There are further, less comonly used, mathematical functions. Please check the GiNaC documentation .

Exceptional Attributes

Every Module has its attributes which will have its internal special meaning. However, for the observer mechanism all these "standard attributes" may be arbitrarily linked to each other. For instance, the flip angle of an RF pulse may set its value through observation of the area of a gradient. However, there are some exceptional attributes for which this general behaviour does not work, i.e. these attributes can not be observed by other modules! These exceptions are listed below:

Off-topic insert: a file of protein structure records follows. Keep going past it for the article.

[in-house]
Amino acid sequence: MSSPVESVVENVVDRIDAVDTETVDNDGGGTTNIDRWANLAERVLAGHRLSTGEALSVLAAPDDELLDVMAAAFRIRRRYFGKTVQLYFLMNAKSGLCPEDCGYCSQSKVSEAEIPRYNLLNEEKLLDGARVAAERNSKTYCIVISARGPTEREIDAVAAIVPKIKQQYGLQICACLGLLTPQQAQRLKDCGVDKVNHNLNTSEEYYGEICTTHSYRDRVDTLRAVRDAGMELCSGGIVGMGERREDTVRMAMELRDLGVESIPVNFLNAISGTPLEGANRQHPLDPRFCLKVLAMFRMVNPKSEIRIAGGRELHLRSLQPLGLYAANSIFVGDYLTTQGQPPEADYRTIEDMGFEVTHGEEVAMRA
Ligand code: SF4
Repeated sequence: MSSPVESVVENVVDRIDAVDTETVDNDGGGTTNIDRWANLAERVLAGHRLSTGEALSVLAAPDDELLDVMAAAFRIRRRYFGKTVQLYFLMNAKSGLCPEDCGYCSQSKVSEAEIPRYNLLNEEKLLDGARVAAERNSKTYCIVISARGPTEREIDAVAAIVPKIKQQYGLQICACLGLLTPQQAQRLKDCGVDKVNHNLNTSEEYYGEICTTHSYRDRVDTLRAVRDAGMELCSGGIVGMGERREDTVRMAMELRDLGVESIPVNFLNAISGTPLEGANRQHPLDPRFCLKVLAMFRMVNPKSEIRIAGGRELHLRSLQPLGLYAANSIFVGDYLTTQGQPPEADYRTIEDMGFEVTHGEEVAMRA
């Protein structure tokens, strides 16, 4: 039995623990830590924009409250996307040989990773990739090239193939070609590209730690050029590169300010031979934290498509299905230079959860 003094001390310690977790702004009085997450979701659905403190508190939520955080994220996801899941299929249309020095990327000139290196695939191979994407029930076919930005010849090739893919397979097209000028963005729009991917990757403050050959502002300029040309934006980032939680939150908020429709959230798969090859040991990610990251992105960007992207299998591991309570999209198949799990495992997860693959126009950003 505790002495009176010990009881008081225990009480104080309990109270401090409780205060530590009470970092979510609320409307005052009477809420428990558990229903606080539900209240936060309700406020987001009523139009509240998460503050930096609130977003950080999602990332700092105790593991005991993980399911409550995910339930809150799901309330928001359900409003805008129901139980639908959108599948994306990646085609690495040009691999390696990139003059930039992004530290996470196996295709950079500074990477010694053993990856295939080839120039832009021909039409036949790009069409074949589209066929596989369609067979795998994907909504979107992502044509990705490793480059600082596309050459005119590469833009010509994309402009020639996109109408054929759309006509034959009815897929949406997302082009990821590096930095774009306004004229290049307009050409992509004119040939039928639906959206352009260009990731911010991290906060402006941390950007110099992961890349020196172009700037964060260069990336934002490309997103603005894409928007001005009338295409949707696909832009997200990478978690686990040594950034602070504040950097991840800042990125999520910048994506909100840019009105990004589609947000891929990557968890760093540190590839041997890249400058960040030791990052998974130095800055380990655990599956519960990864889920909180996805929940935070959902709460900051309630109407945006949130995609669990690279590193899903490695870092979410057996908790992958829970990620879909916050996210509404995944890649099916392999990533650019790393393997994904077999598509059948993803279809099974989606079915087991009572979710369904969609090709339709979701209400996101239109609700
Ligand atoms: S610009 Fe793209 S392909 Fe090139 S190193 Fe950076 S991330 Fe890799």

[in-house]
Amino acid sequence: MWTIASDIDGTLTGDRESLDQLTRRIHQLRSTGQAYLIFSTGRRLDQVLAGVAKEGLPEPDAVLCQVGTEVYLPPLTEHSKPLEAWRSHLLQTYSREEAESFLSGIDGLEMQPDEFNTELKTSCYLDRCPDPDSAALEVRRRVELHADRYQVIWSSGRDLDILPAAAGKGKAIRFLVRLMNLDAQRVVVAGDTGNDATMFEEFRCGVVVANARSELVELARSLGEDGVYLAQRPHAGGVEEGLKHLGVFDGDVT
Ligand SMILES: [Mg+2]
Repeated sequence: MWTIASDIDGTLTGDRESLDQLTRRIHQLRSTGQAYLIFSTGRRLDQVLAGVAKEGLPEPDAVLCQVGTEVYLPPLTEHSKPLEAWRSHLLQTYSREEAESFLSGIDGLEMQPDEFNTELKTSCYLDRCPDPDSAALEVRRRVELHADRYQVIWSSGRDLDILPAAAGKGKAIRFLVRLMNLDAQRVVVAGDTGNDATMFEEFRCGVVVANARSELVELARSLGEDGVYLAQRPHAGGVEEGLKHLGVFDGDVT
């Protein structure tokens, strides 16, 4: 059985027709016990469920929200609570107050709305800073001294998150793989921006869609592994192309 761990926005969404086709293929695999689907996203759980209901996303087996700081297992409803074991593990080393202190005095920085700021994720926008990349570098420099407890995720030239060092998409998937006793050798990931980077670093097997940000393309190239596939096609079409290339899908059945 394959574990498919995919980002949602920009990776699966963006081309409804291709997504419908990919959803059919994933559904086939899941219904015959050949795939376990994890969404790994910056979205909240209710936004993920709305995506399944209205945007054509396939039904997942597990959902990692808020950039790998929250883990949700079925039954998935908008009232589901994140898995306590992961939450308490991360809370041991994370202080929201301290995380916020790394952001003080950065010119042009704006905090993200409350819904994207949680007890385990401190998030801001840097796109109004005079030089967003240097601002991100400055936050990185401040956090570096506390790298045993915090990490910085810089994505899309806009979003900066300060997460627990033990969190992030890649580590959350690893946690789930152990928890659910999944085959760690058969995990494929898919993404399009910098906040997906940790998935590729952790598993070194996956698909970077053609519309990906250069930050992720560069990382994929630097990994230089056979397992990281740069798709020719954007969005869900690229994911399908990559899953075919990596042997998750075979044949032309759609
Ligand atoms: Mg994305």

• "Observe": Of course the Observe attribute itself can not be observed.
  • "Vector": Every pulse has the attribute "Vector". It is a space-separated list of floating point values which can be accessed by another attribute of this pulse. The values can be addressed by observation of loop counters, for instance an RF pulse may set Observe="C=C1.Counter" and FlipAngle="Vector(C)". Thus, the flip angle will loop through the vector as the loop-counter of the ConcatSequence increases. Note that in the Matlab GUI, "Vector" can also take any Matlab expression which results in a vector as input such as e.g. "rand(10,1)".
  • "Shape": For analytical RF / gradient pulses, this attribute defines the shape of the pulse
  • "NLG_field": the analytical expression for non-linear gradient fields

-- last change 11.06.2019 | Tony Stoecker | Imprint | Data Protection --